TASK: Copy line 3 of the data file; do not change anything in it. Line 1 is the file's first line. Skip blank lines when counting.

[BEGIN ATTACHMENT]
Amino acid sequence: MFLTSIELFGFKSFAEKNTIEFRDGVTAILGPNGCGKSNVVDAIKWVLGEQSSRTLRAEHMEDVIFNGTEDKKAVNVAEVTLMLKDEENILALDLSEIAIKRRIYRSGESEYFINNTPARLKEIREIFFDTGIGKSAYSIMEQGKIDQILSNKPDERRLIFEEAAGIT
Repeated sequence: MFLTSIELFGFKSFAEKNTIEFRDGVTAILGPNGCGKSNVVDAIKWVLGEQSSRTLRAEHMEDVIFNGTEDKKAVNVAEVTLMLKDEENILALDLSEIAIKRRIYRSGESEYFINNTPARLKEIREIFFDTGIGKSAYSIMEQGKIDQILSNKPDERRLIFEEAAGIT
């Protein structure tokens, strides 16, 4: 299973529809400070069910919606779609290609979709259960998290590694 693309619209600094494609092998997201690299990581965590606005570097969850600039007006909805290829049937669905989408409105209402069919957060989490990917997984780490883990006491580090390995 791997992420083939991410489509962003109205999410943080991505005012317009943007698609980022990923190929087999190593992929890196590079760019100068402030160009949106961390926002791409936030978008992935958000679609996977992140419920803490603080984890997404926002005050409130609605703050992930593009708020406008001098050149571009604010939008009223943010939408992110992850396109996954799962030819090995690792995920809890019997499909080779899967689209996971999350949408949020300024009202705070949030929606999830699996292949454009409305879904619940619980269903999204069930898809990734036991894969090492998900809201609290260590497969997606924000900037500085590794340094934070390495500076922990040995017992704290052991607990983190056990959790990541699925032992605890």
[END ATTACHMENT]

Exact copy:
């Protein structure tokens, strides 16, 4: 299973529809400070069910919606779609290609979709259960998290590694 693309619209600094494609092998997201690299990581965590606005570097969850600039007006909805290829049937669905989408409105209402069919957060989490990917997984780490883990006491580090390995 791997992420083939991410489509962003109205999410943080991505005012317009943007698609980022990923190929087999190593992929890196590079760019100068402030160009949106961390926002791409936030978008992935958000679609996977992140419920803490603080984890997404926002005050409130609605703050992930593009708020406008001098050149571009604010939008009223943010939408992110992850396109996954799962030819090995690792995920809890019997499909080779899967689209996971999350949408949020300024009202705070949030929606999830699996292949454009409305879904619940619980269903999204069930898809990734036991894969090492998900809201609290260590497969997606924000900037500085590794340094934070390495500076922990040995017992704290052991607990983190056990959790990541699925032992605890």